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A collegiate rower complains of dorsal wrist pain for 6 weeks refractory to NSAIDs and bracing. Maximal tenderness is palpated on the dorsoradial forearm approximately 5 cm proximal to the wrist. Pain is exacerbated with resisted wrist extension. Radiographs are unremarkable. A steroid injection should be directed into the compartment containing which of the following structures?
APL and EPB tendons
ECRL and ECRB tendons
APL and ECRB tendons
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The clinical scenario is consistent with intersection syndrome, a inflammatory response to overuse at the site of the second dorsal compartment crossing under the first dorsal compartment approximately 5 cm proximal to the wrist. An anatomical depiction is provided in illustration A. Injections of the second dorsal compartment, which includes ECRL and ECRB, may relieve symptoms and quell inflammation. Intersection must be differentiated from DeQuervain's syndrome, which is tenosynovitis of the first dorsal compartment. Injections of the first dorsal compartment, which includes APL and EPB, are part of the treatment algorithm for Dequervain's. Wood et al summarizes the evaluation and treatment of sports-related wrist injuries. Grundberg et al demonstrates the pathologic abnormality of intersection syndrome is stenosing tenosynovitis of the second compartment explaining the rationale behind steroid injections into the sheath.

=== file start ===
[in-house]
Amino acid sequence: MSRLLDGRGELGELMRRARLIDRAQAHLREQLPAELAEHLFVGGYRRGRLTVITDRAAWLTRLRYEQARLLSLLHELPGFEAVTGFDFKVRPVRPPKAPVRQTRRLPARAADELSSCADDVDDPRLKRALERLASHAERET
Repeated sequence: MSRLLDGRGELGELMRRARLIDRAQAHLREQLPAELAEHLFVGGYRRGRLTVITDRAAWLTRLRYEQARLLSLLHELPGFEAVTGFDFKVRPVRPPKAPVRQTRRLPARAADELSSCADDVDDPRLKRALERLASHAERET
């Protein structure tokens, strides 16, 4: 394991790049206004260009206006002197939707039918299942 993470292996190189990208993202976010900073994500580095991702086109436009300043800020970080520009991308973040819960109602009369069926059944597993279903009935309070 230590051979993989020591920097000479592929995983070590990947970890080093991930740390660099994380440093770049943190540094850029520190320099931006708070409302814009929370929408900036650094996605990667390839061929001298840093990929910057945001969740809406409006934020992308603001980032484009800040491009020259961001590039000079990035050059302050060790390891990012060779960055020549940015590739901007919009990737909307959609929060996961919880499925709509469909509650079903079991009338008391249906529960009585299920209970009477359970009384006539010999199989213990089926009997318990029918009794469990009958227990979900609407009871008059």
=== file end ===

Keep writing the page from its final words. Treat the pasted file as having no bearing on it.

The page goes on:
Grundberg AB, Reagan DS.
J Hand Surg Am. 1985 Mar;10(2):299-302. PMID: 3980951 (Link to Abstract)
Wood MB, Dobyns JH.
Clin Orthop Relat Res. 1986 Jan;(202):93-102. PMID: 3006958 (Link to Abstract)
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